Increased staff retention is the biggest benefit of flexible working, our poll finds
The Governance Institute and recruitment specialist The Core Partnership reveals that 92% of organisations surveyed offer flexible working arrangements with staff retention considered as the greatest upside. The majority (76%) of respondents stated that their organisations offer a combination of remote working, flexi-time, part-time working and job sharing. Just 12% offer remote working only and a mere 5% only offer part-time work.
In terms of the benefits companies have seen from offering flexible working, 73% of respondents pointed to a combination of increased staff retention, flexible working, greater diversity, improved talent acquisition and increased productivity, with increased staff retention cited by the greatest number of respondents as the biggest benefit. Just 3% of respondents said that their company had seen no benefit in offering flexible working arrangements.
One supporter of flexible working arrangements noted that ‘Our informal flexible working arrangements have led to greater employee engagement and empowerment, greater inclusiveness and increased productivity’. When questioned as to the possible drawbacks, responses included the following:
• Building and maintaining team ethos and values. Balancing individual requirements can be challenging.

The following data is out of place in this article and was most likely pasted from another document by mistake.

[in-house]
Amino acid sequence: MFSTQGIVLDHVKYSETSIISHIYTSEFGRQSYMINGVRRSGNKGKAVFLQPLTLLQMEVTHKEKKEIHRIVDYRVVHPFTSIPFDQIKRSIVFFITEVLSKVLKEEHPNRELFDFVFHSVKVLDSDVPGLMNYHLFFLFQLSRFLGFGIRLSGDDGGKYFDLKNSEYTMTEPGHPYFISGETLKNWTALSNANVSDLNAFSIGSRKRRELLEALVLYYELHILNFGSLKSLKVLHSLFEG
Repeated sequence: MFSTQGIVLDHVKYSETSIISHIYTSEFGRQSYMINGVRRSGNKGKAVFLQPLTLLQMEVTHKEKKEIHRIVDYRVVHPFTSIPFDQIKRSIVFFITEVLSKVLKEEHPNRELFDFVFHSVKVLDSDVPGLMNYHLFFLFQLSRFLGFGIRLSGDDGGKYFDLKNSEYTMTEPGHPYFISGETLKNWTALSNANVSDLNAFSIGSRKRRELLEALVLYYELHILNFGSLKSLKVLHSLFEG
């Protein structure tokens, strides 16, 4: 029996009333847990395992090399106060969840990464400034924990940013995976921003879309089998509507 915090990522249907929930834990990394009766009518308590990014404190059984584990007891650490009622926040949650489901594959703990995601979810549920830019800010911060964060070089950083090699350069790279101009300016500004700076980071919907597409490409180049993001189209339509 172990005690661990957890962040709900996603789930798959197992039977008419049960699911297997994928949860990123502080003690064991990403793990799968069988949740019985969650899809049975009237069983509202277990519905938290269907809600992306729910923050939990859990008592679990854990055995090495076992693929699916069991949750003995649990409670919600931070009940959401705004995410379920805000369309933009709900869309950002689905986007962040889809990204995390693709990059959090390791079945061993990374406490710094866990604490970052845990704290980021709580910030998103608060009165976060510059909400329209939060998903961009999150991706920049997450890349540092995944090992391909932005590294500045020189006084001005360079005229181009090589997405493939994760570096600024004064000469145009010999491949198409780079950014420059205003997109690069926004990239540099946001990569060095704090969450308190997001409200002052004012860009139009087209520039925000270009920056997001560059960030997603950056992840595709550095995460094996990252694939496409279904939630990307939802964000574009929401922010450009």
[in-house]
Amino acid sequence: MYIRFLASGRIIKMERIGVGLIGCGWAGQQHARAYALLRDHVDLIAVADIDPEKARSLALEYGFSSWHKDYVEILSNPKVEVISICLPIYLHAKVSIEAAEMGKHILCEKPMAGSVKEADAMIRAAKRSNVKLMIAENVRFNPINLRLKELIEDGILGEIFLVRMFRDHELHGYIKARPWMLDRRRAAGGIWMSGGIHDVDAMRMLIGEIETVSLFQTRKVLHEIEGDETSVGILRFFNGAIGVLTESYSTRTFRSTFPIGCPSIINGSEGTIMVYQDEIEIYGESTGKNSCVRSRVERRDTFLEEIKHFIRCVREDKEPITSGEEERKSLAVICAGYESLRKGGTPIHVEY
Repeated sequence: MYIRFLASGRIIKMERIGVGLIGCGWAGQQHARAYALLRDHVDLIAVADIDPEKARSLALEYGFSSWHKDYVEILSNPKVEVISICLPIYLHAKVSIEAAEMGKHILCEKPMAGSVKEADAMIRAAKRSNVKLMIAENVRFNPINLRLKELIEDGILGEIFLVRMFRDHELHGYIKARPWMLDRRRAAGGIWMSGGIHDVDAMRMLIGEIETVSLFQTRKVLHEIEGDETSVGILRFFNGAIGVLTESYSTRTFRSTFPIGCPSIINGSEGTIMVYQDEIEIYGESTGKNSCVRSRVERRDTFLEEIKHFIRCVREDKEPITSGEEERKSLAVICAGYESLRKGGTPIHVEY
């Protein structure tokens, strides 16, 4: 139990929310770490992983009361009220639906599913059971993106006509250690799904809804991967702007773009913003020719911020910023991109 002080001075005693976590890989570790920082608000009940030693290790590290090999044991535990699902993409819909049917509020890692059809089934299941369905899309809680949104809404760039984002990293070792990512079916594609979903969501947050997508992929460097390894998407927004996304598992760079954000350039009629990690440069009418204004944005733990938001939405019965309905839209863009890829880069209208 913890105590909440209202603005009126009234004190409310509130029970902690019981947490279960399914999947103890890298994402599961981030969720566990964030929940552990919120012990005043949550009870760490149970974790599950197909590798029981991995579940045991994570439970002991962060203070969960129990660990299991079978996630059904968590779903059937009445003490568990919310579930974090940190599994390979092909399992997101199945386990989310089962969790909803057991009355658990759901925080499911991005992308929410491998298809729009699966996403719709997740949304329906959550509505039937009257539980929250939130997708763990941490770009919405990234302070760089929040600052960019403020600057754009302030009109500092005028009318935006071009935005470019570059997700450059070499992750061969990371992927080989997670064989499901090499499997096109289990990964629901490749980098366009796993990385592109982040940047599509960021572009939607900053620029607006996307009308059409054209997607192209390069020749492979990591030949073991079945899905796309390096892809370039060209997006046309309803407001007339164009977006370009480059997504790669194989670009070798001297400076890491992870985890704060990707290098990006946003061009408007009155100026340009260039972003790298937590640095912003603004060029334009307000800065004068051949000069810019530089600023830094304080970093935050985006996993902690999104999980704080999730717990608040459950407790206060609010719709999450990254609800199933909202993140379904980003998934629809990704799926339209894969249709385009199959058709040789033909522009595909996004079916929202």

• Loss of social interaction
• There is still a perception that part-time means less dedicated
• Additional complexity when ensuring adequate coverage. Impact when combining some elements with annual leave
• Need for increased security, policy frameworks and monitoring
• Inconsistency of application.
According to Peter Swabey, Policy and Research Director at ICSA: ‘Flexible working arrangements are overwhelmingly the norm, but responses have shown this benefit can be inconsistently applied within some organisations, with different business areas or line managers having differing views about such arrangements. This is a pity as it is clear from the responses that the advantages far outweigh the drawbacks. As long as there is mutual trust and respect between employer and employee, robust IT systems that support remote working and staff training in cyber security, there is no reason why productivity should suffer. Time saved on a commute can be more usefully expended elsewhere.’